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Vitamin E May Protect Women Against Blood Clots

Supplement reduced risk of venous thromboembolism by 18 percent

MONDAY, Sept. 10 (HealthDay News) -- Vitamin E may protect women from the risk of venous thromboembolism, particularly those with a history of emboli or a genetic susceptibility, according to study findings published online Sept. 10 in Circulation: Journal of the American Heart Association.

Robert J. Glynn, Ph.D., of Brigham and Women's Hospital in Boston, and colleagues conducted a study of 39,876 women who were randomized to receive either 600 IU of natural source vitamin E or placebo on alternate days. Blood samples were provided by 26,779 subjects to determine two genetic polymorphisms known to increase susceptibility to venous thromboembolism.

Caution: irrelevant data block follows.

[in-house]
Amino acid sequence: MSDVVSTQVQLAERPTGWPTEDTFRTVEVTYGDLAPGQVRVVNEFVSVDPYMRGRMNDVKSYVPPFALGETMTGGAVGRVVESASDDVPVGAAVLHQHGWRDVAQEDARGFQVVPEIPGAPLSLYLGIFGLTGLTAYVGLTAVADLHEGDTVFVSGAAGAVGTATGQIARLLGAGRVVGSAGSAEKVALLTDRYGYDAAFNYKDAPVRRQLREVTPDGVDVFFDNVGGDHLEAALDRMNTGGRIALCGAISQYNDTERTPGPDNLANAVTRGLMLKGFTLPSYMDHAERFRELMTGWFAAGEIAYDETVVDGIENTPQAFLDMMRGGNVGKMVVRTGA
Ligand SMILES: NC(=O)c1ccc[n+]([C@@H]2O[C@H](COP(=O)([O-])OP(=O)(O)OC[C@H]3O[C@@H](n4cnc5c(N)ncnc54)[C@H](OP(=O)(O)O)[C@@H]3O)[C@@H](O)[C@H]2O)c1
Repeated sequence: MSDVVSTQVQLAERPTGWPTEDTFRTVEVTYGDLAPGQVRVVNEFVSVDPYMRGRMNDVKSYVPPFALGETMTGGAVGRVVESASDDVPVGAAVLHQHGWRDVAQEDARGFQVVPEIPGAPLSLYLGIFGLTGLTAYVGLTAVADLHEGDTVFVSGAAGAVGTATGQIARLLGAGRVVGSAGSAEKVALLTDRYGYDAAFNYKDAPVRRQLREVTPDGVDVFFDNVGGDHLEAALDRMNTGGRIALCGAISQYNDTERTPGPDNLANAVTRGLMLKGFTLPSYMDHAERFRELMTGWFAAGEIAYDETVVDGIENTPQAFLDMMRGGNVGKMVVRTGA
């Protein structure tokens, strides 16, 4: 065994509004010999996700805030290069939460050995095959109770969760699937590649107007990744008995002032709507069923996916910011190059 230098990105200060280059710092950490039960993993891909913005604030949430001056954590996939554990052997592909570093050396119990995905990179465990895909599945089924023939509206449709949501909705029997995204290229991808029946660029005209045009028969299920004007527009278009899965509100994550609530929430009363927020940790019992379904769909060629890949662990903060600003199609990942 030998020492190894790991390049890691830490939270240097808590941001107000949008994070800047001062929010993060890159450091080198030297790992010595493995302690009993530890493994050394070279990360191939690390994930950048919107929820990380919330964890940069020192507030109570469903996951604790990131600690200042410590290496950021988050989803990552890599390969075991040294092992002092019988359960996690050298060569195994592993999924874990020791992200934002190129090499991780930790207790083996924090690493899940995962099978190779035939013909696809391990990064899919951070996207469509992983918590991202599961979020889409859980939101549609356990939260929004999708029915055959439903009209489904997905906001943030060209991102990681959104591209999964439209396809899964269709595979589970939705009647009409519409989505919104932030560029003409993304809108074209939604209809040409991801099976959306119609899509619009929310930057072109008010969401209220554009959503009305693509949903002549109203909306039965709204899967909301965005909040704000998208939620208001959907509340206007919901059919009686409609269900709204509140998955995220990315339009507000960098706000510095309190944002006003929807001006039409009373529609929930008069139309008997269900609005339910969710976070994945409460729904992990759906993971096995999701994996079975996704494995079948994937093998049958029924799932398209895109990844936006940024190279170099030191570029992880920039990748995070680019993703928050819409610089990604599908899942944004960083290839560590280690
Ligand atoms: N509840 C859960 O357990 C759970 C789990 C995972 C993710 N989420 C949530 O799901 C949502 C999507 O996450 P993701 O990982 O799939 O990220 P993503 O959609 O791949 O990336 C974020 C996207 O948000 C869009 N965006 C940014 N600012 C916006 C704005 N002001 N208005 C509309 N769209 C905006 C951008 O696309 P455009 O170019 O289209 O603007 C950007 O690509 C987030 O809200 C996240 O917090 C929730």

Over the course of a mean 10.2 years follow-up, 482 women had a venous thromboembolism, including 213 in the vitamin E group and 269 in the placebo group. For women with no previous venous thromboembolism, vitamin E supplementation conferred an 18 percent hazard reduction. Women with a prior venous thromboembolism had a 44 percent reduction, and those with a genetic susceptibility had a 49 percent reduction.

"It seems that women who would particularly be interested in a preventive agent actually seemed to have a larger benefit," said Glynn, in a statement. However, until the findings can be confirmed by other studies, warfarin remains the gold standard therapy, he adds. "This is an exciting and interesting finding, but I don't think it's proven."

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